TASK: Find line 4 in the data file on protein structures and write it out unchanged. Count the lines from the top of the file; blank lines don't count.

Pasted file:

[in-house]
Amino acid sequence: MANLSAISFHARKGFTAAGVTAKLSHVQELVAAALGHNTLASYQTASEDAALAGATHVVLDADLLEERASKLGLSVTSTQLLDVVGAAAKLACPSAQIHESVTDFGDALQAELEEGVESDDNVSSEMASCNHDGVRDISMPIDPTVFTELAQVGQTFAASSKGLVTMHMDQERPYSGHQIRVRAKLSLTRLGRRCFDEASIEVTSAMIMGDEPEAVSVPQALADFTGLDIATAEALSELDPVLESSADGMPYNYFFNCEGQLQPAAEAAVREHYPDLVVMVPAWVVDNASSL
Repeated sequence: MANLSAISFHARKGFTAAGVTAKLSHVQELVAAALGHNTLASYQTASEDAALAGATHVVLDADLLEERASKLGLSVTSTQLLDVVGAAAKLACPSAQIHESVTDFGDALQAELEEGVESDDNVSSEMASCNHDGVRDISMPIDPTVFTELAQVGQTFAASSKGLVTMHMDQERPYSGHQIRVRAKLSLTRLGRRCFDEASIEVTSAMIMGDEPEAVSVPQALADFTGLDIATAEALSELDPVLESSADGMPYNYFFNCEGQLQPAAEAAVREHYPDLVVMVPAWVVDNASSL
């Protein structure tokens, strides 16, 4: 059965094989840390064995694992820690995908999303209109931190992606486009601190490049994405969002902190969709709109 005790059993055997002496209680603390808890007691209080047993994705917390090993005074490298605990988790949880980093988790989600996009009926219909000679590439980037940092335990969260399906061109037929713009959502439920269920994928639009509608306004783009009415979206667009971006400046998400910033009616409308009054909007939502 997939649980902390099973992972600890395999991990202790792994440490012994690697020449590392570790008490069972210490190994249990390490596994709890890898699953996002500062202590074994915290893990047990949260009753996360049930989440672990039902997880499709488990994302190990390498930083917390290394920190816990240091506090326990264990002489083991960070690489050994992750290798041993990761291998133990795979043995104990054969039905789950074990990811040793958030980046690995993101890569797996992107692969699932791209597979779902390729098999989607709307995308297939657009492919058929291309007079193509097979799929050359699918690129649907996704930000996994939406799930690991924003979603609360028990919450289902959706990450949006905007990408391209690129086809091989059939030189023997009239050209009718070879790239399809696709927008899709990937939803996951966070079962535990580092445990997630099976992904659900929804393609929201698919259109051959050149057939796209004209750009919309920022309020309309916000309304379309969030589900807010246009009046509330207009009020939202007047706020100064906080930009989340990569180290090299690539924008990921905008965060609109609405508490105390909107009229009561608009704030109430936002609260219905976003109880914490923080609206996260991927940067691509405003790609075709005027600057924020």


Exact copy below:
């Protein structure tokens, strides 16, 4: 059965094989840390064995694992820690995908999303209109931190992606486009601190490049994405969002902190969709709109 005790059993055997002496209680603390808890007691209080047993994705917390090993005074490298605990988790949880980093988790989600996009009926219909000679590439980037940092335990969260399906061109037929713009959502439920269920994928639009509608306004783009009415979206667009971006400046998400910033009616409308009054909007939502 997939649980902390099973992972600890395999991990202790792994440490012994690697020449590392570790008490069972210490190994249990390490596994709890890898699953996002500062202590074994915290893990047990949260009753996360049930989440672990039902997880499709488990994302190990390498930083917390290394920190816990240091506090326990264990002489083991960070690489050994992750290798041993990761291998133990795979043995104990054969039905789950074990990811040793958030980046690995993101890569797996992107692969699932791209597979779902390729098999989607709307995308297939657009492919058929291309007079193509097979799929050359699918690129649907996704930000996994939406799930690991924003979603609360028990919450289902959706990450949006905007990408391209690129086809091989059939030189023997009239050209009718070879790239399809696709927008899709990937939803996951966070079962535990580092445990997630099976992904659900929804393609929201698919259109051959050149057939796209004209750009919309920022309020309309916000309304379309969030589900807010246009009046509330207009009020939202007047706020100064906080930009989340990569180290090299690539924008990921905008965060609109609405508490105390909107009229009561608009704030109430936002609260219905976003109880914490923080609206996260991927940067691509405003790609075709005027600057924020």